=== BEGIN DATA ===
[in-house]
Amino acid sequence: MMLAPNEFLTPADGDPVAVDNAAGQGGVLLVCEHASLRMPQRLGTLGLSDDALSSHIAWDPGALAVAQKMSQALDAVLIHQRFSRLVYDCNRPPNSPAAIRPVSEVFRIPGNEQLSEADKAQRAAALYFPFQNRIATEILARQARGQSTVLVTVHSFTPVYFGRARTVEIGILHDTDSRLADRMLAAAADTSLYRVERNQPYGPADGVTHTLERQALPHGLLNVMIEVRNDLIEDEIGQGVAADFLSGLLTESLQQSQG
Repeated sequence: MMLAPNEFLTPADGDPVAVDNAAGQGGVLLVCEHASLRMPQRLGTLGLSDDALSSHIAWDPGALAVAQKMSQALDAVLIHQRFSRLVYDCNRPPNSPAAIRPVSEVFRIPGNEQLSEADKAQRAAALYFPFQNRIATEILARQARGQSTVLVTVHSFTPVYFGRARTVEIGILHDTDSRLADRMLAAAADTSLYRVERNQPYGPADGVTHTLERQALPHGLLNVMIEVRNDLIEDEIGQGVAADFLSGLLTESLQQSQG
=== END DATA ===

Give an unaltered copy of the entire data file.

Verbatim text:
[in-house]
Amino acid sequence: MMLAPNEFLTPADGDPVAVDNAAGQGGVLLVCEHASLRMPQRLGTLGLSDDALSSHIAWDPGALAVAQKMSQALDAVLIHQRFSRLVYDCNRPPNSPAAIRPVSEVFRIPGNEQLSEADKAQRAAALYFPFQNRIATEILARQARGQSTVLVTVHSFTPVYFGRARTVEIGILHDTDSRLADRMLAAAADTSLYRVERNQPYGPADGVTHTLERQALPHGLLNVMIEVRNDLIEDEIGQGVAADFLSGLLTESLQQSQG
Repeated sequence: MMLAPNEFLTPADGDPVAVDNAAGQGGVLLVCEHASLRMPQRLGTLGLSDDALSSHIAWDPGALAVAQKMSQALDAVLIHQRFSRLVYDCNRPPNSPAAIRPVSEVFRIPGNEQLSEADKAQRAAALYFPFQNRIATEILARQARGQSTVLVTVHSFTPVYFGRARTVEIGILHDTDSRLADRMLAAAADTSLYRVERNQPYGPADGVTHTLERQALPHGLLNVMIEVRNDLIEDEIGQGVAADFLSGLLTESLQQSQG